When Should an Asset Class Be Included in a Portfolio?

Assets should be considered for portfolio addition if their inclusion would improve the portfolio’s mean-variance efficient frontier. This occurs when the asset class’s Sharpe ratio is higher than the product of the existing portfolio’s Sharpe ratio and the correlation between the asset class return and the portfolio return.

For example, a manager may be considering whether to add an asset class with a Sharpe ratio of 0.18 to a portfolio with a Sharpe ratio of 0.20. The correlation between the asset class and the portfolio is 0.5. Since 0.18 > 0.20 * 0.5 = 0.10, the asset class should be added.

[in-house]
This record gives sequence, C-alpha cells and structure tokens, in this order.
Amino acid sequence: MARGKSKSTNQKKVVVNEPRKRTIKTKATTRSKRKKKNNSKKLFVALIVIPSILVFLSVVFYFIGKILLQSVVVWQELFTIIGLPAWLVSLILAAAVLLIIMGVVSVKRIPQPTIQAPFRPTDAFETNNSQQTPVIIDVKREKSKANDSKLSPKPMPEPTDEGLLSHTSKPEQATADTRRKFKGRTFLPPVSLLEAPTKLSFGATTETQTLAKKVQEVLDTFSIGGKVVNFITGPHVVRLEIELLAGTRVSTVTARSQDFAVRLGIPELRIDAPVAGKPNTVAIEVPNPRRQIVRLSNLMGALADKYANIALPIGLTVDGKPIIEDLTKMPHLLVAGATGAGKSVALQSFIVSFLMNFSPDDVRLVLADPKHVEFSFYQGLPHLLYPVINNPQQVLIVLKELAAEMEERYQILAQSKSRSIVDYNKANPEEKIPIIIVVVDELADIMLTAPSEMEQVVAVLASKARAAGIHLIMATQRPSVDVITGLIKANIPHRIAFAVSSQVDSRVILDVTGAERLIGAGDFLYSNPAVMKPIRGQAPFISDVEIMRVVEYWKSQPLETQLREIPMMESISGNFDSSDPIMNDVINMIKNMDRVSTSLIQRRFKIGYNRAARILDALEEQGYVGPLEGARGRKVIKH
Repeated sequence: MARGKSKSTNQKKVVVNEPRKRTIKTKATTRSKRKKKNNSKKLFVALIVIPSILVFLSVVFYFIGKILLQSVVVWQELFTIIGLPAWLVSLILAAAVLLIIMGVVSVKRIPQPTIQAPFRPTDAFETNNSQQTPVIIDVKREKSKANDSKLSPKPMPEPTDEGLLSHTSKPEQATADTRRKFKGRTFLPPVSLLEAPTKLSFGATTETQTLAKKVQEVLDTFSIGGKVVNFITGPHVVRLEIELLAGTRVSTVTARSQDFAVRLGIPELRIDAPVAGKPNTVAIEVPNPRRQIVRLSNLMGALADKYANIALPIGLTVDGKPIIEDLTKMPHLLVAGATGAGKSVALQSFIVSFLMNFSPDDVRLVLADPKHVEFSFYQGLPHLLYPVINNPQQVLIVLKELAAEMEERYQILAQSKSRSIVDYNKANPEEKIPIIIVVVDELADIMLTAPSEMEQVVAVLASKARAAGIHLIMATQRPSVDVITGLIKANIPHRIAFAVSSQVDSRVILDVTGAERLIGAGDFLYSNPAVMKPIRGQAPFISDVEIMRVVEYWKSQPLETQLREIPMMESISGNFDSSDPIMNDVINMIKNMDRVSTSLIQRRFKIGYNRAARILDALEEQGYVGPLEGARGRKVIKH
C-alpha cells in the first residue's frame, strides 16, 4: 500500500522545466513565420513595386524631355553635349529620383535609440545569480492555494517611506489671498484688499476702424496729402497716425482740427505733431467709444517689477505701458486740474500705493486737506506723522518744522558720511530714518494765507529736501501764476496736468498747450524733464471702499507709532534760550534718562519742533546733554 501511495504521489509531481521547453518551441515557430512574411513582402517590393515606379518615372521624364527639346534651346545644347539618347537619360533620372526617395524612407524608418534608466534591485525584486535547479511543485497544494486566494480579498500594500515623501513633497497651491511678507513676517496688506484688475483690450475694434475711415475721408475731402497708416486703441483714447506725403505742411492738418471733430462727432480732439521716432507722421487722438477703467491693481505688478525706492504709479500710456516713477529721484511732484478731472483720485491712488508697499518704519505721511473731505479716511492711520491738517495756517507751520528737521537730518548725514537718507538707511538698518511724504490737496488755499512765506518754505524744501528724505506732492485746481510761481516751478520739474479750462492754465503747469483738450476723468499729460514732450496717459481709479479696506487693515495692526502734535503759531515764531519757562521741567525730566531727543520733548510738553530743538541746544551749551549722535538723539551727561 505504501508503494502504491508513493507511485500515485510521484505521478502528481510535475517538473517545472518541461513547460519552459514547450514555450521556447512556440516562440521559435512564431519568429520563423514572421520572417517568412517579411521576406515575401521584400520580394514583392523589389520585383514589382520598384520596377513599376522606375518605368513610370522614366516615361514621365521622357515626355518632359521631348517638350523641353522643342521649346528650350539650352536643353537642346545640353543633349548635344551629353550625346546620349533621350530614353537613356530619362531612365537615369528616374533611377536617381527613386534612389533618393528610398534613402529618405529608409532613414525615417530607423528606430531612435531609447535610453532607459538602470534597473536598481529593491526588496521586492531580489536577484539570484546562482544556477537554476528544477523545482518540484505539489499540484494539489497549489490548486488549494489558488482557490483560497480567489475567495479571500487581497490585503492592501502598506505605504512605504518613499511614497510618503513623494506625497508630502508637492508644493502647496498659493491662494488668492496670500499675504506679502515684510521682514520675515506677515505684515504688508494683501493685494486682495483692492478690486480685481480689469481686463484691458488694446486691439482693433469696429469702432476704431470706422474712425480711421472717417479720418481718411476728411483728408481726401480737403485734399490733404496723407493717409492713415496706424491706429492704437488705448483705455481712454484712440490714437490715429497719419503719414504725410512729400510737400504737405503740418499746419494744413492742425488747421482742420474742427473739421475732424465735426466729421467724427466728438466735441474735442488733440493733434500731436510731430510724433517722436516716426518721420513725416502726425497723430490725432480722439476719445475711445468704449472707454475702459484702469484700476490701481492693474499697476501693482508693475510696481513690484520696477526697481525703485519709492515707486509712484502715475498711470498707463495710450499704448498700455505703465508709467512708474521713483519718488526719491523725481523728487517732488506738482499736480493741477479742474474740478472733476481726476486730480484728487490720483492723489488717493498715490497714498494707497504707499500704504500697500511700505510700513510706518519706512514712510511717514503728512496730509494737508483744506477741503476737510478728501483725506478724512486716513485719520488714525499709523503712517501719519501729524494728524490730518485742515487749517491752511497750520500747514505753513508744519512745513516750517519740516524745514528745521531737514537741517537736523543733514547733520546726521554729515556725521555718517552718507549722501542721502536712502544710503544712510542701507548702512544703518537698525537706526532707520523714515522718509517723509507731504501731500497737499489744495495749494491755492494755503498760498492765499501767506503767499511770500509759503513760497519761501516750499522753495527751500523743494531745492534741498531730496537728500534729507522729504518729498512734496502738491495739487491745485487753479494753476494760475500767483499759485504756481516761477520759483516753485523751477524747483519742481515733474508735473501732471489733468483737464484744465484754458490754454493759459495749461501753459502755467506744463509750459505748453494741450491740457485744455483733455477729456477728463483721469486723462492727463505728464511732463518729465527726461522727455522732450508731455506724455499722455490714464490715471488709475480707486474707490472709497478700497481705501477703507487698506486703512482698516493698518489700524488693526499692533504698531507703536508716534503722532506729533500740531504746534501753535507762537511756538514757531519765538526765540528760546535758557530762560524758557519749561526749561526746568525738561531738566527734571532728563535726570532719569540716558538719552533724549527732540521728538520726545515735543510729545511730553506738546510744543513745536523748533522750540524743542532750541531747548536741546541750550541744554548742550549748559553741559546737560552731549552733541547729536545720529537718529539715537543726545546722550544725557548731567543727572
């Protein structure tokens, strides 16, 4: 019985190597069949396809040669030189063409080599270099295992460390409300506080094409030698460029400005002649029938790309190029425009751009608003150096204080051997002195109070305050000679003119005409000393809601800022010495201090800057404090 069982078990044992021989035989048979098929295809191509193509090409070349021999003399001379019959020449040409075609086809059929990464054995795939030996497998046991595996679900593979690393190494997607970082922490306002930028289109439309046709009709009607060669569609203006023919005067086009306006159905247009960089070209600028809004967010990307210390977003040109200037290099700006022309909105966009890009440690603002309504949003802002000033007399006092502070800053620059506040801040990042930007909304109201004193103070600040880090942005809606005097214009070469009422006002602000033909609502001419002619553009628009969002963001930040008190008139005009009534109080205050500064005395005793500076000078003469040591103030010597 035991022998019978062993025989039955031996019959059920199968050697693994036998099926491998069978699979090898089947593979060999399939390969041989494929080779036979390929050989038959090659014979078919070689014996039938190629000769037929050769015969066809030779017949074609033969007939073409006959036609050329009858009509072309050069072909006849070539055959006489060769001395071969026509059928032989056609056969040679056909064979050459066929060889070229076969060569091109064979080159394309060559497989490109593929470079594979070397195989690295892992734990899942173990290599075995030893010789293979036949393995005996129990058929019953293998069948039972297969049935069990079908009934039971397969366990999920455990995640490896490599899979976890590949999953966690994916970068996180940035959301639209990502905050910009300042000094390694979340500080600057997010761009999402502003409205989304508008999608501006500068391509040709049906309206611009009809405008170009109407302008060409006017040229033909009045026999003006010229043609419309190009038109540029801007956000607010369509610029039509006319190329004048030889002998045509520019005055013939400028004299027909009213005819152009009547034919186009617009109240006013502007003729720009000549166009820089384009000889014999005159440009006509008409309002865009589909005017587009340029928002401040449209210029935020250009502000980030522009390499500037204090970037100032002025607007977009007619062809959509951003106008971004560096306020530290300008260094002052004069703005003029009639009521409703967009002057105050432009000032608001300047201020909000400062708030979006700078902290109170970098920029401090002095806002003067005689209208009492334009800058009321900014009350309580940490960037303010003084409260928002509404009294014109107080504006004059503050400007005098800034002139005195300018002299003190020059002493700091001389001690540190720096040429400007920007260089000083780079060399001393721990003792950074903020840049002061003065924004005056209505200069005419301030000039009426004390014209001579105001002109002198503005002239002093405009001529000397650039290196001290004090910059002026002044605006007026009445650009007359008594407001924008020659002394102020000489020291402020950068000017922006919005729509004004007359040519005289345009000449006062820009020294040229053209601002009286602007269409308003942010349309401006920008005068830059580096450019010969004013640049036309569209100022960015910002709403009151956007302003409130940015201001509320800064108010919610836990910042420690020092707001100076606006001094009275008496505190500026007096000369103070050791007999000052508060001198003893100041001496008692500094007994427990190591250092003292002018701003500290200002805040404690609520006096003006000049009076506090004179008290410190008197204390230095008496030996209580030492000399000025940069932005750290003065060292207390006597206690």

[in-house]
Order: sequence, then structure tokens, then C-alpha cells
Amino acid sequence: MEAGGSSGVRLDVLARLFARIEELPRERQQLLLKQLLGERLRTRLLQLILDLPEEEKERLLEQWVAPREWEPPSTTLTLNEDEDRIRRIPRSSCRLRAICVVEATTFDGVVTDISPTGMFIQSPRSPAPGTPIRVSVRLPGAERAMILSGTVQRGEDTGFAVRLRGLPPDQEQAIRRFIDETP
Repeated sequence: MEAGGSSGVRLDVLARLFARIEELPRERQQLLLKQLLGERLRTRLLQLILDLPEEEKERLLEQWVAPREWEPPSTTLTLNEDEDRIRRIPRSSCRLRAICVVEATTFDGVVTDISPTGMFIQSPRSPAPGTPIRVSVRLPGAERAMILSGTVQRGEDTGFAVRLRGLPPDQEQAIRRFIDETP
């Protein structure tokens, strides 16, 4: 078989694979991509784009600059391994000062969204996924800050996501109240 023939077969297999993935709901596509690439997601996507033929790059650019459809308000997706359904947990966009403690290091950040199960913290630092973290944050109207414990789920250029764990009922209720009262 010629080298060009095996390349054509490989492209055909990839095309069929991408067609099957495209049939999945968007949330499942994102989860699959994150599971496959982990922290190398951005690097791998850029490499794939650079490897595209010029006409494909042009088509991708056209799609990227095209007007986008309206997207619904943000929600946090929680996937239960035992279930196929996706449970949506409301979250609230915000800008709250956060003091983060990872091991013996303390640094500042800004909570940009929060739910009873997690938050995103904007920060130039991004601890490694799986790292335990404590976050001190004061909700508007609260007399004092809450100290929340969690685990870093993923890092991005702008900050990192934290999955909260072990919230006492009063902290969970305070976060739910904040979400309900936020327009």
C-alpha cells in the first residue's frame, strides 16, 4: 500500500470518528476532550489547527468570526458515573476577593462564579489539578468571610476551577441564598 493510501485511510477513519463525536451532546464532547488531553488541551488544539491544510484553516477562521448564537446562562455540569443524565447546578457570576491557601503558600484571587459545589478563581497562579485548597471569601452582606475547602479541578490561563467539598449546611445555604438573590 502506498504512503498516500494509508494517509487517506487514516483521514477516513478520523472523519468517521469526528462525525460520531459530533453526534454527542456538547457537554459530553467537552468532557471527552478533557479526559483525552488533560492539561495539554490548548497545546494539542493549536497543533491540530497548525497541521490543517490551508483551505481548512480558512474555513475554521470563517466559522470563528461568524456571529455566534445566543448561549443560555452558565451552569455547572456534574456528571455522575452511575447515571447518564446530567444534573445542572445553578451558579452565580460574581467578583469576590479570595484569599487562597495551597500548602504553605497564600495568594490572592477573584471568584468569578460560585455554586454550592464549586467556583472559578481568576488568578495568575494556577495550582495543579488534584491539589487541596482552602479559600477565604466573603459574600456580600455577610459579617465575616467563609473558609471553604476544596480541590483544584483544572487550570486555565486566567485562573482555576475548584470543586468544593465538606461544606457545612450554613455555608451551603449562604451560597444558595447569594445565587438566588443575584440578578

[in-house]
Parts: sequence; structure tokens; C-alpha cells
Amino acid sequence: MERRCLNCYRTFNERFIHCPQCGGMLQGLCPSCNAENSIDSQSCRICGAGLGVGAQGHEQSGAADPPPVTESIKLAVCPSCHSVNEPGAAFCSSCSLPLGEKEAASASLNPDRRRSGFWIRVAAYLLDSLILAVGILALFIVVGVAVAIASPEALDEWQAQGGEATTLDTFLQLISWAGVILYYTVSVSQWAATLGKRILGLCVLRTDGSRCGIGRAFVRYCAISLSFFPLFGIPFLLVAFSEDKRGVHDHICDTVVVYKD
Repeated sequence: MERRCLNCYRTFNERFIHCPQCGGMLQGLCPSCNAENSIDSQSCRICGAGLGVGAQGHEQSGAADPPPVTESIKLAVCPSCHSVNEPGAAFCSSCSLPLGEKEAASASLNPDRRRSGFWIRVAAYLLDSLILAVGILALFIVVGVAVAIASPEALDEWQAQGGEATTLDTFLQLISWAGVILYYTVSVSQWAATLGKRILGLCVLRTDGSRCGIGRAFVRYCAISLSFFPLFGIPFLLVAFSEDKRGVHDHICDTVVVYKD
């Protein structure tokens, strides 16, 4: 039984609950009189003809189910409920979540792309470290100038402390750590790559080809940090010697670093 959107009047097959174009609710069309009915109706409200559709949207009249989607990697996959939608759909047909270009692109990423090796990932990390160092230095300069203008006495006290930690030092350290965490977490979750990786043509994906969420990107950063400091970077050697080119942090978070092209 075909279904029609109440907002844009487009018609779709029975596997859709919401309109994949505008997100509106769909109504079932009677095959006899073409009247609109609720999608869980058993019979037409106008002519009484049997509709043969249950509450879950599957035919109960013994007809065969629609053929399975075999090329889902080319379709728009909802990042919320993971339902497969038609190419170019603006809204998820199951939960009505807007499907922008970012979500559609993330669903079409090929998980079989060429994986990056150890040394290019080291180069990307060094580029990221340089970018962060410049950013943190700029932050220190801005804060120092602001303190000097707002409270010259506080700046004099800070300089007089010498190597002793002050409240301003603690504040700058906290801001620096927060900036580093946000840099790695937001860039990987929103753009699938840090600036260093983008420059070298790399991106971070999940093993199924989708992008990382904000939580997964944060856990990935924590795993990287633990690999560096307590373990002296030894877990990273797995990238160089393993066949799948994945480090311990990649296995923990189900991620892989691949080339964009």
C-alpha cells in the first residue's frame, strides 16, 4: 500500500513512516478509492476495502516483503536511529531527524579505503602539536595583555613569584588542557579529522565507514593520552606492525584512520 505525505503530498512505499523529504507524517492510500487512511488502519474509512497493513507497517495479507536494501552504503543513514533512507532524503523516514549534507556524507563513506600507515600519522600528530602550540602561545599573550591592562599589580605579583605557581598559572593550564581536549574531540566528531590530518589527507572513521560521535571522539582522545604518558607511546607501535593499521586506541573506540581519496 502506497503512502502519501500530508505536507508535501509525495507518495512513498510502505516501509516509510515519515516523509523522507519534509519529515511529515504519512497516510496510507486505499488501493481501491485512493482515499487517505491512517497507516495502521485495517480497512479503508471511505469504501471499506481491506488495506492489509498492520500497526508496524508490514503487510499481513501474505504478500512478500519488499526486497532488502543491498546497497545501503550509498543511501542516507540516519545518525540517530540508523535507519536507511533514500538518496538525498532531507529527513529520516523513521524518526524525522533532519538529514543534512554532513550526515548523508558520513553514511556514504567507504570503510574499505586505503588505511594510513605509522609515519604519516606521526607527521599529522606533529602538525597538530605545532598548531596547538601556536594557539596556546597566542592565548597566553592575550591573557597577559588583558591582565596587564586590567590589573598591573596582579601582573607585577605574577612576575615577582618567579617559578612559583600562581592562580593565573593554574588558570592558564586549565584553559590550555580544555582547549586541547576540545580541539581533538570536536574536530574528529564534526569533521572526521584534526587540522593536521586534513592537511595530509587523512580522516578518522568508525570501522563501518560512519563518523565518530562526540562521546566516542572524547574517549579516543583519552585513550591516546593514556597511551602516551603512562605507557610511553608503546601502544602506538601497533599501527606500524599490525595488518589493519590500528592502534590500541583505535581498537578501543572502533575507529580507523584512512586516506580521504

For more information, see all articles on: Asset Allocation, FInancial Planning, Investment Returns, Portfolio Management

See also:
  • What Makes an Asset Class?
  • Portfolio Rebalancing: Setting Optimal Asset Class Target Corridors
  • Mean-Variance Optimizers in Asset Allocation
  • Macro Performance Attribution
  • Asset Allocation Optimization Using Resampled Efficient Frontiers
  • Technical Analysis Explained : The Successful Investor's Guide to Spotting Investment Trends and Turning Points

    The Intelligent Investor: The Classic Text on Value Investing

    Financial Statement Analysis: A Practitioner's Guide, 3rd Edition

    Managing Investment Portfolios: A Dynamic Process (CFA Institute Investment Series)

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